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Dear Frankie (2004)

PG-13 | | Drama, Romance | 15 April 2005 (USA)
After having responded to her son's numerous letters in the guise of his father, a woman hires a stranger to pose as his dad when meeting him.

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(screenplay)

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8 wins & 6 nominations. See more awards »

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Cast

Cast overview, first billed only:
...
...
Mary Riggans ...
Nell
...
Marie
Sophie Main ...
Serious Girl
Katy Murphy ...
Miss MacKenzie
...
Jayd Johnson ...
Anna Hepburn ...
Headmistress
Rony Bridges ...
Post Office Clerk
Douglas Stewart Wallace ...
Stamp Shop Keeper
Elaine M. Ellis ...
Librarian (as Elaine Mackenzie Ellis)
Carolyn Calder ...
Barmaid
John Kazek ...
Ally
...
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Storyline

Nine-year-old Frankie and his single mum Lizzie have been on the move ever since Frankie can remember, most recently arriving in a seaside Scottish town. Wanting to protect her deaf son from the truth that they've run away from his father, Lizzie has invented a story that he is away at sea on the HMS Accra. Every few weeks, Lizzie writes Frankie a make-believe letter from his father, telling of his adventures in exotic lands. As Frankie tracks the ship's progress around the globe, he discovers that it is due to dock in his hometown. With the real HMS Accra arriving in only a fortnight, Lizzie must choose between telling Frankie the truth or finding the perfect stranger to play Frankie's father for just one day... Written by Pathe

Plot Summary | Plot Synopsis

Plot Keywords:

stranger | letter | seaside | dock | boy | See All (148) »

Genres:

Drama | Romance

Motion Picture Rating (MPAA)

Rated PG-13 for language | See all certifications »

Parents Guide:

 »
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Details

Country:

Release Date:

15 April 2005 (USA)  »

Also Known As:

Querido Frankie  »

Box Office

Opening Weekend:

$37,542 (USA) (4 March 2005)

Gross:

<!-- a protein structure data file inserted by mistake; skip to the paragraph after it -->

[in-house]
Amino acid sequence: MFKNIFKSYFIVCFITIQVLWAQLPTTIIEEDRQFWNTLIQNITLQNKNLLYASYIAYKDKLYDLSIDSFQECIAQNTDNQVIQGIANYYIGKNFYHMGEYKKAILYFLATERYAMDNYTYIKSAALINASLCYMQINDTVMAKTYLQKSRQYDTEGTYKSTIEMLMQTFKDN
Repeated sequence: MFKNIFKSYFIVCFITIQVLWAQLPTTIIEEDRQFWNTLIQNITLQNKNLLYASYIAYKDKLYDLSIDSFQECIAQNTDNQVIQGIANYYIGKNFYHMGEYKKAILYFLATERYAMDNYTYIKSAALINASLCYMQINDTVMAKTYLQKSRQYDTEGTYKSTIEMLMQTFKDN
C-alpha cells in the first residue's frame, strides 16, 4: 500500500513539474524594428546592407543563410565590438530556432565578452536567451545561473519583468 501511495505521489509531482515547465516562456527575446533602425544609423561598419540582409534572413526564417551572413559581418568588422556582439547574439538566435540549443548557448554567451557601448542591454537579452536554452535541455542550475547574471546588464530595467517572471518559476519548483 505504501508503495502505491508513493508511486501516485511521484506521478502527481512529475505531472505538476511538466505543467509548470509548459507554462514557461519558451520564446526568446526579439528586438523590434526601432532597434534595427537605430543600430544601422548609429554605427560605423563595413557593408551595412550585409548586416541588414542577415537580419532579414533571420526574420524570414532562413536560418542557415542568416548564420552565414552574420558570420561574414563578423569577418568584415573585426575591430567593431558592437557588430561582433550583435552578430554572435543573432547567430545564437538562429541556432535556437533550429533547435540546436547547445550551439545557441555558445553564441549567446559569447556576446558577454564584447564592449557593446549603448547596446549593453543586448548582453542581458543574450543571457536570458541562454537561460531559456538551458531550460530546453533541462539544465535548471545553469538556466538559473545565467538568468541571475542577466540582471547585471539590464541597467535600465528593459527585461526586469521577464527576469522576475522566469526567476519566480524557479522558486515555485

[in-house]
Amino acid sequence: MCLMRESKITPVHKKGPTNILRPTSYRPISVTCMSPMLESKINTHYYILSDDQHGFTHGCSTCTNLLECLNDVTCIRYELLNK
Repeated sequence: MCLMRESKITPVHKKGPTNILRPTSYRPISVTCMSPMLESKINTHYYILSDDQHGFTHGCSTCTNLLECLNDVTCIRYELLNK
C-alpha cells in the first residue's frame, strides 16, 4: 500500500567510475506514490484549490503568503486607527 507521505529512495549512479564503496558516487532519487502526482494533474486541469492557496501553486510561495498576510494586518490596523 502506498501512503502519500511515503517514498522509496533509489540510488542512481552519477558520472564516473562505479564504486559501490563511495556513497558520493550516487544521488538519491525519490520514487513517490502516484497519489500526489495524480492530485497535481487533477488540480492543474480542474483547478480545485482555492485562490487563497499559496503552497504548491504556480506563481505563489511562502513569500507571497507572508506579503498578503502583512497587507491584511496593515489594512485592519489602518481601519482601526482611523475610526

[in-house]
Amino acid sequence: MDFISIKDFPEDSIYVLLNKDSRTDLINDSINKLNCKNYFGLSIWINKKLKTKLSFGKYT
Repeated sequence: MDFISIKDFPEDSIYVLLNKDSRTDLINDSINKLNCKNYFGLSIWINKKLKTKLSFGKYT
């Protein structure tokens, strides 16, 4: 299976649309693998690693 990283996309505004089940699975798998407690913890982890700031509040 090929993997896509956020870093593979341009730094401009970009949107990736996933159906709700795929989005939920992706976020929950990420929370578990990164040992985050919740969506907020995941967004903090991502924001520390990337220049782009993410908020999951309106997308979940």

$1,340,891 (USA) (1 July 2005)
 »

Company Credits

Show detailed on  »

Technical Specs

Runtime:

Sound Mix:

Color:

Aspect Ratio:

1.85 : 1
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Did You Know?

Trivia

Jack McElhone (Frankie) is not deaf but worked with a speech coach so that his one spoken line would sound correct. See more »

Goofs

In one of Frankie's letters to his dad, the text of the letter does not correspond to the voiceover. We hear Frankie say, "Ricky Munroe told me. Trust him to put his big feet right in it." but the letter reads, "Trust him to put his size threes right in it." See more »

Quotes

Lizzie: I had a good time tonight.
The Stranger: Don't sound so surprised.
[pause]
The Stranger: He's got your eyes. They... pull you right in.
Lizzie: Don't know what to say to that
The Stranger: You don't have to say anything.
Lizzie: You don't have to say nice things to me. I'm not paying you for that.
The Stranger: So why don't you want to hear them?
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Crazy Credits

Special thanks to ... all at Deaf Connections, ... all at Sigma Films, ... Esther and Harvey ... See more »

Soundtracks

The Great White Horse
(1970)
Written by Buck Owens and Leanne Scott
Published by Sony / ATV Music Publishing Limited
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Frequently Asked Questions

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User Reviews

 
A Modern Fairytale
30 March 2005 | by (South London, UK) – See all my reviews

The beautiful princess is trapped by the evils in her past, she is icy, almost dead to anything but the need to keep the truth from Frankie, her 9 year old son. But Frankie is smart and resourceful and will save her, as well as any son in a storybook. This is a beautiful film, a fantasy with a stark and realistic background, which can also take your breath away with wonder, as one of the characters comments for herself. The synopsis does not do justice to the stately and beguiling way this tale is told - the shocks and surprises are never gratuitous and the happy ever after ...? Well, that would be telling. Emily Mortimer conveys the paralysis of fear and yearning without any showiness, the spare and well-crafted dialogue tells us a little less than we would like to know, but the suspense is not unpleasant. The supporting players have colour and substance and the man who agrees play the part of Frankie's dad, is portrayed with heart-breaking restraint by Gerard Butler, who after his showier role in 'Phantom of the Opera' demonstrates that his has real and effective range. But the boy is a wonder of subtlety and sincerity. A lovely film.


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